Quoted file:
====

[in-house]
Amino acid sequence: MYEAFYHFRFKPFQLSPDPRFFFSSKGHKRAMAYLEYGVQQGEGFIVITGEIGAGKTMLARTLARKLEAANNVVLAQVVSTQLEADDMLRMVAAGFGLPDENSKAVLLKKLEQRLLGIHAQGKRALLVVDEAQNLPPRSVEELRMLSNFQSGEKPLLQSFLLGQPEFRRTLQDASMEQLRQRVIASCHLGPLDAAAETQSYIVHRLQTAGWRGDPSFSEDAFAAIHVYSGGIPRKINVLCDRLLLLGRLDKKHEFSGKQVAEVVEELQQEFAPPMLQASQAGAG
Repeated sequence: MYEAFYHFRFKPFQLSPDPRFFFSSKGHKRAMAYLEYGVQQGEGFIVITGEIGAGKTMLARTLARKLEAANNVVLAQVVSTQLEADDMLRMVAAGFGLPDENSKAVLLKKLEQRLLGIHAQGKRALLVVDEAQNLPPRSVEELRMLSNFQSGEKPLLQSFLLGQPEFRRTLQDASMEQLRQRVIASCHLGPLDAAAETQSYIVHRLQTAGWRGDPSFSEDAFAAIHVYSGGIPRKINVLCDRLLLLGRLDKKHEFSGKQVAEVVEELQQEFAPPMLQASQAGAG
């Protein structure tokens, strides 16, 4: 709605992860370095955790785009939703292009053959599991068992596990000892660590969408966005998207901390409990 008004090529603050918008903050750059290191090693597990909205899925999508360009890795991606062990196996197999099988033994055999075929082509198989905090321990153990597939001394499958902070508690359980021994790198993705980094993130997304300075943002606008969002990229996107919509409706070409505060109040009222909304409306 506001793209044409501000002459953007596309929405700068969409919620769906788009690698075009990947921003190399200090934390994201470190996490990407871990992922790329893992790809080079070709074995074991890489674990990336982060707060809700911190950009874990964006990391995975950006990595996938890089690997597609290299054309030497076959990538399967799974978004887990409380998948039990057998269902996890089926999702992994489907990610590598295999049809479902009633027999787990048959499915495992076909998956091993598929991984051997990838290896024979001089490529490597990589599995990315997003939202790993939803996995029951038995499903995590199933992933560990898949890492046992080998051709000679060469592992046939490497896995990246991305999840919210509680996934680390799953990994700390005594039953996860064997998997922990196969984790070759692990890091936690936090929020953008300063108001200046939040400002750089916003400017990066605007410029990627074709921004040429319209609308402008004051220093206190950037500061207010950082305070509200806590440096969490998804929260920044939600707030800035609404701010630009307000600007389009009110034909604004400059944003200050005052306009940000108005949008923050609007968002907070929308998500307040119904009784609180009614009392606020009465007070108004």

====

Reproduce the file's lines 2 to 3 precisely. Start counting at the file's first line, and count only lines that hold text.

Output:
Amino acid sequence: MYEAFYHFRFKPFQLSPDPRFFFSSKGHKRAMAYLEYGVQQGEGFIVITGEIGAGKTMLARTLARKLEAANNVVLAQVVSTQLEADDMLRMVAAGFGLPDENSKAVLLKKLEQRLLGIHAQGKRALLVVDEAQNLPPRSVEELRMLSNFQSGEKPLLQSFLLGQPEFRRTLQDASMEQLRQRVIASCHLGPLDAAAETQSYIVHRLQTAGWRGDPSFSEDAFAAIHVYSGGIPRKINVLCDRLLLLGRLDKKHEFSGKQVAEVVEELQQEFAPPMLQASQAGAG
Repeated sequence: MYEAFYHFRFKPFQLSPDPRFFFSSKGHKRAMAYLEYGVQQGEGFIVITGEIGAGKTMLARTLARKLEAANNVVLAQVVSTQLEADDMLRMVAAGFGLPDENSKAVLLKKLEQRLLGIHAQGKRALLVVDEAQNLPPRSVEELRMLSNFQSGEKPLLQSFLLGQPEFRRTLQDASMEQLRQRVIASCHLGPLDAAAETQSYIVHRLQTAGWRGDPSFSEDAFAAIHVYSGGIPRKINVLCDRLLLLGRLDKKHEFSGKQVAEVVEELQQEFAPPMLQASQAGAG